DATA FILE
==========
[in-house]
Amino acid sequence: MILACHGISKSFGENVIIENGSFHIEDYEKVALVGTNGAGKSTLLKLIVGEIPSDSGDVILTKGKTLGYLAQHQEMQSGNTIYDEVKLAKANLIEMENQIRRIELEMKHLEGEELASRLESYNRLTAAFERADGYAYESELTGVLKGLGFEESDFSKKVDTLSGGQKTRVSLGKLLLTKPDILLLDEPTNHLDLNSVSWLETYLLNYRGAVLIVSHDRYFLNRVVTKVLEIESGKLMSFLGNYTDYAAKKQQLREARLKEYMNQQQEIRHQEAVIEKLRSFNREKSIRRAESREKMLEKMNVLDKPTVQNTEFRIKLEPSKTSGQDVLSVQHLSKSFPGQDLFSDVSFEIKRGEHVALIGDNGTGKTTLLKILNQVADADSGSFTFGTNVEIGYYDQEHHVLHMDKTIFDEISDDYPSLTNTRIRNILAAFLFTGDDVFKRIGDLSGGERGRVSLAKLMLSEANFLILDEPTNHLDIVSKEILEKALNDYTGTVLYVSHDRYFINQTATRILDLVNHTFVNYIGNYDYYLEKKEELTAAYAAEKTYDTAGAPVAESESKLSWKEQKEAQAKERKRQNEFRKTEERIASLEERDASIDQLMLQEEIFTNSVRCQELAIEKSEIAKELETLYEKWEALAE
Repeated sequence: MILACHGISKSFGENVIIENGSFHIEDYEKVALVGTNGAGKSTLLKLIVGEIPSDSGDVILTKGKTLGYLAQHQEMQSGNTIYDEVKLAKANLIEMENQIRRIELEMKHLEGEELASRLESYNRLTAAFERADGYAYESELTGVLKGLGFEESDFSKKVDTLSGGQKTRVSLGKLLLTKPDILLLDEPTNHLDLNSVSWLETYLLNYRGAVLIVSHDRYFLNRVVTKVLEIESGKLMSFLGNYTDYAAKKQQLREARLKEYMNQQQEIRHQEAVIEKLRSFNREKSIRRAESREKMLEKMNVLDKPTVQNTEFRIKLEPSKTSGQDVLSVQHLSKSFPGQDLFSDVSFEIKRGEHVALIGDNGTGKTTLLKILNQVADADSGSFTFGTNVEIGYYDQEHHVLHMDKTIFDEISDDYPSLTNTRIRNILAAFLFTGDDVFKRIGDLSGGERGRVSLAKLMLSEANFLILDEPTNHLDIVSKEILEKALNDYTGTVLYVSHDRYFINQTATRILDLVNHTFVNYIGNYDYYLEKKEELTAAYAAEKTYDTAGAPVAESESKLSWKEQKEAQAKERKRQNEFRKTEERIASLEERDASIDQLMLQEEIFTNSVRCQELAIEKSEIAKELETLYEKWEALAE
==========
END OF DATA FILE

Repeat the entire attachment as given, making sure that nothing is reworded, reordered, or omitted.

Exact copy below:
[in-house]
Amino acid sequence: MILACHGISKSFGENVIIENGSFHIEDYEKVALVGTNGAGKSTLLKLIVGEIPSDSGDVILTKGKTLGYLAQHQEMQSGNTIYDEVKLAKANLIEMENQIRRIELEMKHLEGEELASRLESYNRLTAAFERADGYAYESELTGVLKGLGFEESDFSKKVDTLSGGQKTRVSLGKLLLTKPDILLLDEPTNHLDLNSVSWLETYLLNYRGAVLIVSHDRYFLNRVVTKVLEIESGKLMSFLGNYTDYAAKKQQLREARLKEYMNQQQEIRHQEAVIEKLRSFNREKSIRRAESREKMLEKMNVLDKPTVQNTEFRIKLEPSKTSGQDVLSVQHLSKSFPGQDLFSDVSFEIKRGEHVALIGDNGTGKTTLLKILNQVADADSGSFTFGTNVEIGYYDQEHHVLHMDKTIFDEISDDYPSLTNTRIRNILAAFLFTGDDVFKRIGDLSGGERGRVSLAKLMLSEANFLILDEPTNHLDIVSKEILEKALNDYTGTVLYVSHDRYFINQTATRILDLVNHTFVNYIGNYDYYLEKKEELTAAYAAEKTYDTAGAPVAESESKLSWKEQKEAQAKERKRQNEFRKTEERIASLEERDASIDQLMLQEEIFTNSVRCQELAIEKSEIAKELETLYEKWEALAE
Repeated sequence: MILACHGISKSFGENVIIENGSFHIEDYEKVALVGTNGAGKSTLLKLIVGEIPSDSGDVILTKGKTLGYLAQHQEMQSGNTIYDEVKLAKANLIEMENQIRRIELEMKHLEGEELASRLESYNRLTAAFERADGYAYESELTGVLKGLGFEESDFSKKVDTLSGGQKTRVSLGKLLLTKPDILLLDEPTNHLDLNSVSWLETYLLNYRGAVLIVSHDRYFLNRVVTKVLEIESGKLMSFLGNYTDYAAKKQQLREARLKEYMNQQQEIRHQEAVIEKLRSFNREKSIRRAESREKMLEKMNVLDKPTVQNTEFRIKLEPSKTSGQDVLSVQHLSKSFPGQDLFSDVSFEIKRGEHVALIGDNGTGKTTLLKILNQVADADSGSFTFGTNVEIGYYDQEHHVLHMDKTIFDEISDDYPSLTNTRIRNILAAFLFTGDDVFKRIGDLSGGERGRVSLAKLMLSEANFLILDEPTNHLDIVSKEILEKALNDYTGTVLYVSHDRYFINQTATRILDLVNHTFVNYIGNYDYYLEKKEELTAAYAAEKTYDTAGAPVAESESKLSWKEQKEAQAKERKRQNEFRKTEERIASLEERDASIDQLMLQEEIFTNSVRCQELAIEKSEIAKELETLYEKWEALAE